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What is call stack in JavaScript

Understanding the Call Stack

Let's dive into an important concept in JavaScript - the Call Stack. Don't let the name intimidate you. Think of it like a stack of books. You can only take off the top book to read, and when you're done you put it back. The call stack in JavaScript works similarly. It's a mechanism the JavaScript interpreter uses to handle function calls and remember where it is in the program.

What is a Stack?

Before we jump into the call stack, let's first understand a stack. A stack is a data structure that follows the LIFO (last in, first out) principle. This means that the last item you put into the stack is the first one to come out. Picture it like a stack of pancakes. The last pancake you put on the stack will be the first one you eat!

let stack = [];


console.log(stack.pop()); // Outputs: pancake3
console.log(stack.pop()); // Outputs: pancake2
console.log(stack.pop()); // Outputs: pancake1

The Call Stack in Action

Let's take a look at how JavaScript uses a call stack. When a script calls a function, JavaScript places it on the top of the call stack and starts executing it. As soon as the function finishes its job, it's removed from the stack, and JavaScript continues executing the code that is left.

function firstFunction() {
    console.log('Called first function');

function secondFunction() {
    console.log('Called second function');

function thirdFunction() {
    console.log('Called third function');


If you run the above code, the console will output the following:

Called third function
Called second function
Called first function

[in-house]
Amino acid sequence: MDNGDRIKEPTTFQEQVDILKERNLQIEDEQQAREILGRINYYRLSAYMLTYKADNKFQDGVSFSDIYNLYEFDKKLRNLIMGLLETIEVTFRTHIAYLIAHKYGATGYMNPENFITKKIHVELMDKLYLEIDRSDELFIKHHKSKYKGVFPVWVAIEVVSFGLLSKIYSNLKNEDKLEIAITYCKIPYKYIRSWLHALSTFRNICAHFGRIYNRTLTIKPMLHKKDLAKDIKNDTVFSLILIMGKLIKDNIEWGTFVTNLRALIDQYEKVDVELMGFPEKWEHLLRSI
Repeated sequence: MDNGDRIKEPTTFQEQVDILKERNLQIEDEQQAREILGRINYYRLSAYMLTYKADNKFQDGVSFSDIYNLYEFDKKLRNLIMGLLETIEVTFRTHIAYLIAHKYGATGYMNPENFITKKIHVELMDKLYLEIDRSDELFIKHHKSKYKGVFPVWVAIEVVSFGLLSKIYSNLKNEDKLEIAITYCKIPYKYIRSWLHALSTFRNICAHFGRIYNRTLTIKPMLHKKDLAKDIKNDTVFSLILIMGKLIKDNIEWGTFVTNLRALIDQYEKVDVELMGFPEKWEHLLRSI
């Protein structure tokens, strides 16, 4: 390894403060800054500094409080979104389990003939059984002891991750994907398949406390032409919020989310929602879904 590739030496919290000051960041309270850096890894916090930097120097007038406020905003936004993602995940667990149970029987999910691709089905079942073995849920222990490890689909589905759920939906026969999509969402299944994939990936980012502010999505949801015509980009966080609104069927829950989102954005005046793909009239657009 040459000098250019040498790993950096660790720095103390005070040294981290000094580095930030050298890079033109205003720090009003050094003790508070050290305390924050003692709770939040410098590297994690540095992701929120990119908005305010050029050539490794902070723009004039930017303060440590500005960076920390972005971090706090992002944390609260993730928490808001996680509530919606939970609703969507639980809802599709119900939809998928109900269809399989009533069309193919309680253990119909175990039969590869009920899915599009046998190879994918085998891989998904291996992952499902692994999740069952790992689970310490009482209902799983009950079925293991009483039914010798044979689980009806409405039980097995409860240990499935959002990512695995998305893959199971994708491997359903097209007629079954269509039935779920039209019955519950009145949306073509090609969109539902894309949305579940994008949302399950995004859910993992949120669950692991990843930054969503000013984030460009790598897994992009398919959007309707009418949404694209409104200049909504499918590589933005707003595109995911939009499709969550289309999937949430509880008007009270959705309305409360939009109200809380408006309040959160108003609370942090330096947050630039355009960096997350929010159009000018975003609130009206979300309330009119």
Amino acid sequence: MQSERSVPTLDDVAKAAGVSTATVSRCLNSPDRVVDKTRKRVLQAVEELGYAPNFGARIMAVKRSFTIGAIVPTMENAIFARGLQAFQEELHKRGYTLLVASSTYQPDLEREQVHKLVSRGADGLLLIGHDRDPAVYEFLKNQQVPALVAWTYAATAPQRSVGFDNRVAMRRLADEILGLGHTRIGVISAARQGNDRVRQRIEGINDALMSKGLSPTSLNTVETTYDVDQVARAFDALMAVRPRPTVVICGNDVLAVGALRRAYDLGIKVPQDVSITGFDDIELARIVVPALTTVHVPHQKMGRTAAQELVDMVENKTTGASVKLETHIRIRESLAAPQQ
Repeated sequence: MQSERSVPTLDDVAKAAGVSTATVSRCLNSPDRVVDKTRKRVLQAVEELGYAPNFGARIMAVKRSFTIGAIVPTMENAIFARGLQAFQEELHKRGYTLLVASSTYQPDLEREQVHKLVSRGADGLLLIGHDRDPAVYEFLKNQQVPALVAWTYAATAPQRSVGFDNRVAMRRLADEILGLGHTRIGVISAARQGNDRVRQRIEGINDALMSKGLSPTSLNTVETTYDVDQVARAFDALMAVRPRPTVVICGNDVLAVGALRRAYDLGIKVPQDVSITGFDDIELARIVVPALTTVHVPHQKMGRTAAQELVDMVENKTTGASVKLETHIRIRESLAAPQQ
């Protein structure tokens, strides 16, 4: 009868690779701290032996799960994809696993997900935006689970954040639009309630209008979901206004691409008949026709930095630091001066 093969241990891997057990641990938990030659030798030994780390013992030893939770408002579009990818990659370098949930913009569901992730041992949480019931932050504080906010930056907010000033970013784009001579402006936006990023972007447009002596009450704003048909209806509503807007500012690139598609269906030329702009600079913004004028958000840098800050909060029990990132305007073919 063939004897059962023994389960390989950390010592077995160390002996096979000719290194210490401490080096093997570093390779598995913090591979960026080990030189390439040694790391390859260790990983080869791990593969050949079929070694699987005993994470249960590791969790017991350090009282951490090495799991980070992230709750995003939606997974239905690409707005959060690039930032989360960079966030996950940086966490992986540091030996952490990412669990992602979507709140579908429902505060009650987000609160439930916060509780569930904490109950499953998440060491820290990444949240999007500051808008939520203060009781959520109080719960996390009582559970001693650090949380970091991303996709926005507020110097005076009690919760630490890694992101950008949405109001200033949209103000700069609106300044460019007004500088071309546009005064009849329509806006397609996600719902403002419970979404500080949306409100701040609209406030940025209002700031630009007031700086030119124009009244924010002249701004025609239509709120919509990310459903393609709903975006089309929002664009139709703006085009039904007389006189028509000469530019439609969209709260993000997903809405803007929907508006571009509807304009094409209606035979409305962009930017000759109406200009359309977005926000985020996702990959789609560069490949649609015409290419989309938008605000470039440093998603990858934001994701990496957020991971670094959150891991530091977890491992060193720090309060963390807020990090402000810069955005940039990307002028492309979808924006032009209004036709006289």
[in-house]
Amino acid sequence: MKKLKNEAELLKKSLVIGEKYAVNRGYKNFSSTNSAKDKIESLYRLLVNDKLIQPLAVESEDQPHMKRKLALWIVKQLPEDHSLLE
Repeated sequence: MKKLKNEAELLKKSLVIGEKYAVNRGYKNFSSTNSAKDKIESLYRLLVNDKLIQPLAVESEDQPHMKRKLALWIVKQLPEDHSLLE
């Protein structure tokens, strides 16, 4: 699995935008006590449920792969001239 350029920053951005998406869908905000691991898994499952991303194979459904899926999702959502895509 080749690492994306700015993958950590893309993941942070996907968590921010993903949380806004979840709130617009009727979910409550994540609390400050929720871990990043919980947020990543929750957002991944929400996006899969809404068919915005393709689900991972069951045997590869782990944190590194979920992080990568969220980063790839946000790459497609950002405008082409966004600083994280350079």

This is because when firstFunction() is invoked, it's placed on the call stack. Inside firstFunction(), secondFunction() is invoked and placed on top of the call stack. Then, thirdFunction() is invoked within secondFunction() and, you guessed it, placed on top of the stack.

Once thirdFunction() finishes execution and logs 'Called third function', it's removed from the stack. Then, secondFunction() logs 'Called second function' and is removed from the stack. Finally, firstFunction() logs 'Called first function' and is also removed from the stack.

Call Stack and Recursive Functions

A recursive function is a function that calls itself. When a recursive function is called, it's added to the call stack and removed once it has completed execution. However, if a recursive function keeps calling itself without a termination condition, the call stack will overflow. This is known as a stack overflow.

function recursive() {
    console.log('Calling myself');

The above code will result in a RangeError: Maximum call stack size exceeded. This error is raised when the call stack has more function calls than it can handle. This often happens with infinite recursive calls.


JavaScript is like a meticulous librarian. Whenever a function is called, it carefully places it on the top of the call stack, and when the function finishes, it neatly removes it. The call stack also serves as a record of where the JavaScript interpreter is in the program, helping it keep track of what function is running and what functions are called inside that function.

So, the next time you're coding in JavaScript, imagine you're that librarian, efficiently stacking and unstacking books, or well, function calls. It's a simple yet powerful concept that's at the heart of JavaScript execution. Happy coding!